In addition to the reinstatement of three-year-depreciation for all race horses, the AHC Racing Committee also discussed efforts to have the Department of Treasury re-characterize the definition of a wager so that fewer wagers are subject to withholding. Current federal bills to legalize and regulate, or simply prohibit, Internet wagering were reviewed. The AHC was directed to ensure that if any legislation is considered in Congress it protects what the racing industry is now offering under the Interstate Horseracing Act.

In the equine health area, attendees received reports on the Equine Veterinary Mobility Act, which would allow veterinarians to transport medications deemed "controlled substances" to farms, tracks, shows, and events without fear of violating the Controlled Substances Act. "This critical legislation has passed the Senate and should get to the House floor for a vote," said Hickey. "If we can get it to the floor, it should pass and eliminate veterinarians' concerns about the Drug Enforcement Agency finding a violation should vets take medications out of their offices to administer to horses."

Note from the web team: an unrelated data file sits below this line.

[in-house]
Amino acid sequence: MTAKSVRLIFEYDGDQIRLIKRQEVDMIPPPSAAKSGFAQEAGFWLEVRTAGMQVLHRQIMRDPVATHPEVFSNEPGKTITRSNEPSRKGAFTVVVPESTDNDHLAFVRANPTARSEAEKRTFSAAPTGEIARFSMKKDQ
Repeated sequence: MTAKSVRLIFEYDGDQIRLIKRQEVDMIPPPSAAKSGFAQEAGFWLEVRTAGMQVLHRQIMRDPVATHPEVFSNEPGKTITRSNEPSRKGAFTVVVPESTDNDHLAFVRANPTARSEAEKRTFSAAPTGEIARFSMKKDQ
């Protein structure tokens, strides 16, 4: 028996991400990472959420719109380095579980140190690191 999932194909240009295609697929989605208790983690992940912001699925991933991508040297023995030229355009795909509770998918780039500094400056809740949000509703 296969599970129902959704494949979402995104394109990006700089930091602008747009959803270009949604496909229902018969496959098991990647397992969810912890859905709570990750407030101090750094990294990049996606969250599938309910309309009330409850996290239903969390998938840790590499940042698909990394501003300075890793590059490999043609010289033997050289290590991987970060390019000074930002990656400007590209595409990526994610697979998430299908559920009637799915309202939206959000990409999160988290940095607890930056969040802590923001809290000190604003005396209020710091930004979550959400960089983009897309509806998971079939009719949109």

In addition, the U.S. Department of Agriculture has proposed several changes to the import-export regulations. The Health and Regulatory Committee was updated by USDA staff on the latest rule change proposal that would eliminate Saudi Arabia from the list of countries with African Horse Sickness and make it easier for horses to be imported from that country. As with any changes to the import rules, the industry wants to facilitate the international movement of horses, "but not at the expense of protecting the U.S. horse population," said Hickey. "This meeting allowed the AHC Health and Regulatory Committee to discuss this proposal and prepare to submit comments to USDA by mid-August on the proposed rule change."

Finally, the AHC Recreation Committee discussed the recent introduction of the National Forest System Trails Stewardship Act (H.R. 4886), which would direct the Forest Service to address the current trail maintenance backlog that is adversely affecting trail users, including equestrians. "The AHC, along with the Back Country Horsemen of America and the Wilderness Society, was significantly involved in the drafting and introduction of this bill," said Hickey. "We are all for it."